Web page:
So I have had several people ask me why I called my blog “Turtle’s Crossing” if it is not only about turtles? Well, this title seemed to ring true to me for a couple of reasons.
First the original idea for this blog was born one night while I was participating in my very first meeting with the Chelmsford Conservation Commission. I had recently moved into this new community and was feeling a little disconnected. One of the topics to be brought forth for the Commission to consider that evening concerned the loss of turtles that occurred every season when juvenile hatchlings encountered a vertical roadway curb in a residential neighborhood.
The situation reminded me of Aldo Leopolds ecologically-based “Land Ethic” in A Sand County Almanac (1949), a work I had not thought of since college (trust me, a very long distant memory). In this ground-breaking effort Leopold argued that there was a need for the evolution of a philosophy that would include consideration of nonhuman members of the biotic community which he collectively referred to as “the land.” He stated the basic principle of his land ethic as, “A thing is right when it tends to preserve the integrity, stability, and beauty of the biotic community. It is wrong when it tends otherwise.” In his approach we (Homo sapiens) go from a “conquerer” of the natural world to an equal member in something larger than ourselves, where we recognize the inherent worth of other beings (not just their utility for our purposes) and respect all forms of life and the community as a whole.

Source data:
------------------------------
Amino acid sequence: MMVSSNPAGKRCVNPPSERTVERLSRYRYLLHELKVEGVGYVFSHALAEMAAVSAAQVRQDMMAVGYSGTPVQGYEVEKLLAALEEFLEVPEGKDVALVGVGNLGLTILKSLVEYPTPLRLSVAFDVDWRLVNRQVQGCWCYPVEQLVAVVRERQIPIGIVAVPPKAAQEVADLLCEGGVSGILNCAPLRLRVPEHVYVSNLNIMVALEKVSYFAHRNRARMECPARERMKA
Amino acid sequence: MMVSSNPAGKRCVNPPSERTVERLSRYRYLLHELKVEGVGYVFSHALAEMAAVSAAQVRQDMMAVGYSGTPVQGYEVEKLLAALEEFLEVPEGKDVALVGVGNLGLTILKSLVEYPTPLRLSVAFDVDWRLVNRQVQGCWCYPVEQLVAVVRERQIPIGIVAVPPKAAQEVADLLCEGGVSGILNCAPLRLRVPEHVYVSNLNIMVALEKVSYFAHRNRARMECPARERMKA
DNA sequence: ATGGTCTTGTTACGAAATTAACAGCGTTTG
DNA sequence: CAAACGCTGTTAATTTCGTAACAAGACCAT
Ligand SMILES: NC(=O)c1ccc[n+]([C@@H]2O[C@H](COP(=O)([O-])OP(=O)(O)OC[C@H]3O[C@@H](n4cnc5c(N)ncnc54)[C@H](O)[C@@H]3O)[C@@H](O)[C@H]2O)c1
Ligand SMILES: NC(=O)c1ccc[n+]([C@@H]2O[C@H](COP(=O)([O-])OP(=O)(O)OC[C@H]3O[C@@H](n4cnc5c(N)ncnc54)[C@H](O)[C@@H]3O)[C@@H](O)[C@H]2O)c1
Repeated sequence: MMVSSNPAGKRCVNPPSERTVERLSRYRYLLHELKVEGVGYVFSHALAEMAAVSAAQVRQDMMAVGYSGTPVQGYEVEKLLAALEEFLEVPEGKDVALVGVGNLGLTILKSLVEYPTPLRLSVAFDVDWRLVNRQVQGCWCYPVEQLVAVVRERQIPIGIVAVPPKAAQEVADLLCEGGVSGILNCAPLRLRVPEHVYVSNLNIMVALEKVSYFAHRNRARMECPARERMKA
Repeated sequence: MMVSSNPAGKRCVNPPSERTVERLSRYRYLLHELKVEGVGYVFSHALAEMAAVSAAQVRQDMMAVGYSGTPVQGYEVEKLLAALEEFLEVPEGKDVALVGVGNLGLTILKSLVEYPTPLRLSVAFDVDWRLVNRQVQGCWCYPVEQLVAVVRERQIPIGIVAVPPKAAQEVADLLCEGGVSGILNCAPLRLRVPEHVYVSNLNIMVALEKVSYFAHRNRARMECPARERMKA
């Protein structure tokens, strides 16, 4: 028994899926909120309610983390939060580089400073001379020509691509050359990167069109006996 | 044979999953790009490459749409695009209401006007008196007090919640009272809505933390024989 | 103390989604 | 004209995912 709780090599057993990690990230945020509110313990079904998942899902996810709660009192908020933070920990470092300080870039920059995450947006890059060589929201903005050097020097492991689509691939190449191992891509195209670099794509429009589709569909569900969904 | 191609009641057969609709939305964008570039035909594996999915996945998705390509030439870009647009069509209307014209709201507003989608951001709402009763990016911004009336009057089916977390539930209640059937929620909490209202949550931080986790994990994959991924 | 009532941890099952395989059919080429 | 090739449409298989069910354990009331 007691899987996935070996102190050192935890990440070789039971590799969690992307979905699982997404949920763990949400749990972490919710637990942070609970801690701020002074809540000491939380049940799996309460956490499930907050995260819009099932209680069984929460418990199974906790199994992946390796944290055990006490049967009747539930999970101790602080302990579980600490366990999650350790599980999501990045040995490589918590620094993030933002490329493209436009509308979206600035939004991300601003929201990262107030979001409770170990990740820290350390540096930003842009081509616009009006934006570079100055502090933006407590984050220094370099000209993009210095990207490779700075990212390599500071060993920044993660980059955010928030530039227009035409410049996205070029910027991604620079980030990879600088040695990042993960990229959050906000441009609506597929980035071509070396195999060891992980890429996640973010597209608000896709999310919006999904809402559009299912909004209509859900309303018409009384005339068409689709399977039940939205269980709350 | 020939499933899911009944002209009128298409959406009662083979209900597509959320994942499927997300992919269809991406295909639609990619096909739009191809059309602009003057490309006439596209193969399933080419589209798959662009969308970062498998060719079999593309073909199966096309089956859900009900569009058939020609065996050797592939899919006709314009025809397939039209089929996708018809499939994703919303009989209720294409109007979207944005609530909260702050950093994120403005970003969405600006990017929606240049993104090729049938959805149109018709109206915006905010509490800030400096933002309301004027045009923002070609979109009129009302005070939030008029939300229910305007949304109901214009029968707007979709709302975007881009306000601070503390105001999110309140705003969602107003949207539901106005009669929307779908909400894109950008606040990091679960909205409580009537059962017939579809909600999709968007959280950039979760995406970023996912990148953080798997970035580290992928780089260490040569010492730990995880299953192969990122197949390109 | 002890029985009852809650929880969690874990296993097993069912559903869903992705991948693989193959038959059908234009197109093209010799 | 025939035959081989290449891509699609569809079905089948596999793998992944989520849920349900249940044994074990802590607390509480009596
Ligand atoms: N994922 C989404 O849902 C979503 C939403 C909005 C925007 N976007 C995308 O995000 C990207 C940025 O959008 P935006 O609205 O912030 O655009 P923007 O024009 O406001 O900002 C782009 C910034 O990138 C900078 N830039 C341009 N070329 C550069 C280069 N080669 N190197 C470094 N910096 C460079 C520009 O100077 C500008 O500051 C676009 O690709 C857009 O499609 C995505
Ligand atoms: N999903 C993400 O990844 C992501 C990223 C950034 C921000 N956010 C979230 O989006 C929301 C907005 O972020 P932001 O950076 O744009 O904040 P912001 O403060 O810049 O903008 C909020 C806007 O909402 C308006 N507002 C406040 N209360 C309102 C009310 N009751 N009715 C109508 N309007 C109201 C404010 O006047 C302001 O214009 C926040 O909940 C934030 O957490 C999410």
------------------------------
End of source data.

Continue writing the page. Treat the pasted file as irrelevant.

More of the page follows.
Leopold’s work was one of the first philosophical pre-cursors to an ecological or systems approach such as the contemporary philosophy of “deep ecology” that emphasizes the interdependence of organisms within ecosystems and of ecosystems to each other. It deviated from the dominant philosophies of the day which included utilitarian, economic, egalitarian or libertarian, all of which are still very prominent today.
The concern made me feel “welcome” in a new community with the awareness that an ecological land ethic was alive and well in Chelmsford. It reaffirmed for me that there are people out there that still care and possess the energy to find a solution and it is still possible to reach out with encouragement and mobilize these individuals or groups to make a difference. Unfortunately the turtle crossing signs installed to give motorists forewarning of the turtles did not survive the summer (that’s another story).
But I digress. To finish answering the previous question, it seems that I, like the turtle during it’s breeding season, am being compelled by some unseen force of nature to take this literary journey. I am being driven by some innate biological ability similar to the turtle’s homing instinct to navigate in a particular direction towards a location such as a home territory or breeding spot. I clearly don’t quite know where I am going or why, just that I am heading in the right direction and that somehow I will know when I arrive at my destination.
So here’s hoping that with a little luck maybe I won’t run into any curbs on my way and the trip will culminate in something nearly as special as the successful migration of the turtle.
One thought on “What’s in a Name?”
I hope your trip had being terminated and you’re able to watch spring in my Northern garden